Vedomosti: Belarusian course is Yanukovych's final choice
8:03, — Politics
It remains to understand whether Ukrainian society wants to follow the course chosen by him.
As an outside observer may notice, Ukraine differs from Russia and Belarus. The export of the reaction won't be painless, the newspaper Vedomosti (Russia) writes.
On January 16, the Verkhovna Rada broke the time limit and adopted a package of repressive laws, which, to a great extent, copy the relative Russian legislation: NGOs as foreign agents, tightening responsibility for mass disorders and criminalisation of defamation. The country's president signed these laws on Friday. Opposition called the step a coup and discussed the further actions on the square yesterday. A resolution refusing to recognize the new laws, on setting alternative authorities and calling the constitutional meeting was adopted despite the absence of clear aims and weakness of the leaders. Activists tried to block the Verkhovna Rada yesterday. Clashes with the police began.
Tightening the legislation wasn't obviously just good advice from Moscow to Kyiv. It was a necessary, as Moscow thinks, measure to protect investments: Yanukovych must at least preserve his power (personnel decisions agreed with Moscow are likely to follow). But his position is shaky and his victory at the 2015 elections is not guaranteed.
It's also clear that Yanukovych says good-bye to the EU by signing these laws. Europe unanimously condemns the laws. Though the rhetoric of “readiness to go to Europe” may be continued by official Kyiv, adding that Europe should blame itself for not agreeing to admit Ukraine to the EU on Kyiv's conditions. Will the export of the reaction be successful?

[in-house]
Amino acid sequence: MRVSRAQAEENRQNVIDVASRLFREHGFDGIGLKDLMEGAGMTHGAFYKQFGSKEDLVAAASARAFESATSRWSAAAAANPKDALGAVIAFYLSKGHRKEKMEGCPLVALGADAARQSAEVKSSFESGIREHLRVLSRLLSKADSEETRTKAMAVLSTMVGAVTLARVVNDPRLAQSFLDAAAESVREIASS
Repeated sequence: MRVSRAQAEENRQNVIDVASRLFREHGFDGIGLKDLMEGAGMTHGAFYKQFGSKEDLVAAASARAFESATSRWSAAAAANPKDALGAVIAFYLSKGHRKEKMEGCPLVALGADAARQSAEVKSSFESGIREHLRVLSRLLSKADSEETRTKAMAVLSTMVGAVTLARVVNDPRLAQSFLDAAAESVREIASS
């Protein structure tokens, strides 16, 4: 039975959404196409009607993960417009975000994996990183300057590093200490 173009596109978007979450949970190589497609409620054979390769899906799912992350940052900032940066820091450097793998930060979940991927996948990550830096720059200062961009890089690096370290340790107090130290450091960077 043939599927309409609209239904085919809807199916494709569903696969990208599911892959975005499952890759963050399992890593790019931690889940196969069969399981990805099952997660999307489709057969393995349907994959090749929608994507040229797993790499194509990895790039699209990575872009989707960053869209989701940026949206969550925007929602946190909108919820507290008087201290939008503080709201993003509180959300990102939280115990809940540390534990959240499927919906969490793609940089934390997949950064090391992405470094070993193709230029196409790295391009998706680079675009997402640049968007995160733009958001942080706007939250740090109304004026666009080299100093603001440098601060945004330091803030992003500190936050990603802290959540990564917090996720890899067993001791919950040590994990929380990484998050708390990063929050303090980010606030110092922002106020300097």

Moscow successfully used imported from Belarus legislative bans to struggle with dissidents. Ukraine uses them now. Ukrainian society differs significantly from Russian and Belarusian ones. Russians want to consume like Europeans, but want the country to be an independent player in the global arena. Ukraine has the generation who wants to be in Europe, politologist Aleksei Makarkin says. In addition, Ukrainian oligarchs are strong, and Yanukovych has to decide how to win the Fronde. We also shouldn't forget that Ukraine is geopolitically divided into West and East.
The literal adoption of the Russian-Belarusian experience will be a political anachronism for Ukraine in the current situation. So, the political crisis will go on.
The export of the reaction (or the re-export from Belarus) to Ukraine has a commercial meaning for Russia. The relations between Russia and Belarus can, to a great extent, be referred as a megaproject forming the basis for Russia's corrupted economy. This is the project like the Sochi Olymics or the APEC [Asia-Pacific Economic Cooperation], but a long one. Or like financing the North Caucasus from the state budget. The common features are the following: the projects receives billions from the budget, or tax preferences, or goods (oil and gas); people close to the project can earn on kickbacks or gray business schemes. There are variants with taking control over assets (in Belarus's case, both local and Russian, let's recall the Uralkali incident).
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